England’s batting on Day One of the first Test against England was disappointing as the batsmen are talented and capable of performing much better, says batting coach Marcus Trescothick.
England was bowled out for 183 after choosing to bat first in seamer-friendly conditions at Trent Bridge. Besides Joe Root (64) and Jonny Bairstow (29), none of the other batsmen put up any major resistance as India’s seamers troubled England all day. After putting up a fight in the first two sessions, England unravelled in the final session, losing six wickets for 45 runs.
“Today has not been the ideal day, of course, but that doesn’t define how the rest of the game is going to go, how the rest of the series is going to go. We’ll go away, lick our wounds this evening, and come back and try and get back in the game,” Trescothick said in a press conference at the end of the day’s play.
‘Scheduling an issue’
England’s batsmen didn’t play many Test matches coming into this Test series, with just the two-match series against England in June and the four-Test series in India in March preceding it. Given the scenario, Trescothick recognised the difficulty of being Test-match ready against a potent pace attack such as India’s, but refused to hold that as an excuse.
“I think scheduling is always an issue. Trying to get the balance right as a batter moving into the Test series. Of course, you’d want them to have played a certain amount of red-ball cricket going into it,” he said.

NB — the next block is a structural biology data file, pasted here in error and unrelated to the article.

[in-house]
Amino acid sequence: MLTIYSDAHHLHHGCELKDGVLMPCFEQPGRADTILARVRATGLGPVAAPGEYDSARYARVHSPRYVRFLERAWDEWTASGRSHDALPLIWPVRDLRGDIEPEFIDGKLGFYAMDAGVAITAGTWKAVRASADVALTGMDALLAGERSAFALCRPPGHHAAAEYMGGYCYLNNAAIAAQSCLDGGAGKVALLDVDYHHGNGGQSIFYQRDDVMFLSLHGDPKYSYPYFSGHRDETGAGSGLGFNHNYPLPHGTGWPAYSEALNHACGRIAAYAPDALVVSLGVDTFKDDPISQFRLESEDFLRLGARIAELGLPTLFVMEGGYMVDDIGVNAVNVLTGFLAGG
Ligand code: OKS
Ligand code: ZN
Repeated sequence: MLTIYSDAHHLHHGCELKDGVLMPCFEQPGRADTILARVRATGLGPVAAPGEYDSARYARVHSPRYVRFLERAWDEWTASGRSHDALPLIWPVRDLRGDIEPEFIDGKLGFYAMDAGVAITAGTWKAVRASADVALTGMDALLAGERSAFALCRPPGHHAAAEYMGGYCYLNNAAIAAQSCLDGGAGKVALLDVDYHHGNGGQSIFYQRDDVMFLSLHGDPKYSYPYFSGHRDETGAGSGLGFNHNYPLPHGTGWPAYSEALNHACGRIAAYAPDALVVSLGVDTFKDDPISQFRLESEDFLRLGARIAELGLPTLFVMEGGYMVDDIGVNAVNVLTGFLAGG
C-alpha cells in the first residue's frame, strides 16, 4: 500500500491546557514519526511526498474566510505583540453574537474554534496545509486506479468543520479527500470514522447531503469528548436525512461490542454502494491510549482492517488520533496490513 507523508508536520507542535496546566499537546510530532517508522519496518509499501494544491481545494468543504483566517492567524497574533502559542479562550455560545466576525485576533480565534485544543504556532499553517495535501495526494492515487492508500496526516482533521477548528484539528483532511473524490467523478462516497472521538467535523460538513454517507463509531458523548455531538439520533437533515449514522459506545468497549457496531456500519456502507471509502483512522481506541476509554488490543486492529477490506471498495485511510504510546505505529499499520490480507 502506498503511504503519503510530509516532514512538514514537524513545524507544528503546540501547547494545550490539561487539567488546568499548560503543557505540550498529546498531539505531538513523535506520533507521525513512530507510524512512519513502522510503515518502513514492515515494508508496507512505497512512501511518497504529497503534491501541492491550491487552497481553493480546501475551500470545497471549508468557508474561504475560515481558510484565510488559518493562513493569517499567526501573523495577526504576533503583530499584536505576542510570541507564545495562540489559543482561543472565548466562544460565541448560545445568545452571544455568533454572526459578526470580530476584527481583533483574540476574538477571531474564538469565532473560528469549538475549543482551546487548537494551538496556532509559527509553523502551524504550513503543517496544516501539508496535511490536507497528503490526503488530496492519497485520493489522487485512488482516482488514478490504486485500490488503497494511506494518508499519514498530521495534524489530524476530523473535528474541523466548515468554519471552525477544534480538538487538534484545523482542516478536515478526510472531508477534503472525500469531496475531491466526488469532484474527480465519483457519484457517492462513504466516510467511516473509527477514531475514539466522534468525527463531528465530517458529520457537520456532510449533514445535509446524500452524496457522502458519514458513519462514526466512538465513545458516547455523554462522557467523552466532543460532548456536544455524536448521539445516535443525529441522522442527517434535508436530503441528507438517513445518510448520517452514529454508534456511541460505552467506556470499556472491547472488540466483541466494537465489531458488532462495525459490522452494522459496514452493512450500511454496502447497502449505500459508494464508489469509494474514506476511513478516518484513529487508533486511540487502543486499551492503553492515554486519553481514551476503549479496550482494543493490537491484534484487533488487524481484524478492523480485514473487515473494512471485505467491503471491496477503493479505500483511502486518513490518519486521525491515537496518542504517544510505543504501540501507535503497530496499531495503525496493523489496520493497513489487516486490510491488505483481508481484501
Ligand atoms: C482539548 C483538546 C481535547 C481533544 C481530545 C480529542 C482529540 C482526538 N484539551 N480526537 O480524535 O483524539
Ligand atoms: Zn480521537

“I think we all appreciate trying to get all the cricket in, for what you need for the players across the whole summer, and county teams, The Hundred, all these different competitions going on. There’s no easy solution to get this right; there’s something which will always have to give. But of course, we don’t want to use anything as an excuse. But we would love to get the batsmen more time at the crease, facing the red ball, and the preparations would be slightly better. But that’s not the way, so you just have to find a way [to cope],” he said.
Trescothick acknowledged the quality of the Indian pace attack.
“They’re probably at their most potent in comparison to where they’ve been for a few years. They have a lot of bases covered. You can see the guys the guys who are not playing, how much quality they have also. They have a good stock of red-ball bowlers currently. They don’t get to be in the World Test Championship final for no reason. They play home and away, so they’ve got to have a good seam attack to back that up.
“A lot of people watched how they performed in Australia. It’s no surprise to us. It’s just challenging; we know that it’s a real contest. We’ve got to raise our game to be able to match up against their skills. We have that ability,” he said.
India’s fast bowlers bowled in the corridor outside the off-stump many times throughout the day, but they also bowled straighter lines to England’s batsmen in the latter half of the day. It meant a lot of nudges and flicks to the leg side, and also a number of wickets. Trescothick said the strategy of bowling on the middle or leg-stump was something his team was prepared for.
“I think we realised the times when they were going to come very straight with a very split field, and potentially even a heavy leg side field. And it’s a slightly different theory than what we faced in many Test series in England; people try and swing the ball away with slips and gullys. But it’s not something we weren’t prepared for. Hopefully, we can keep adjusting to that in the second innings.”
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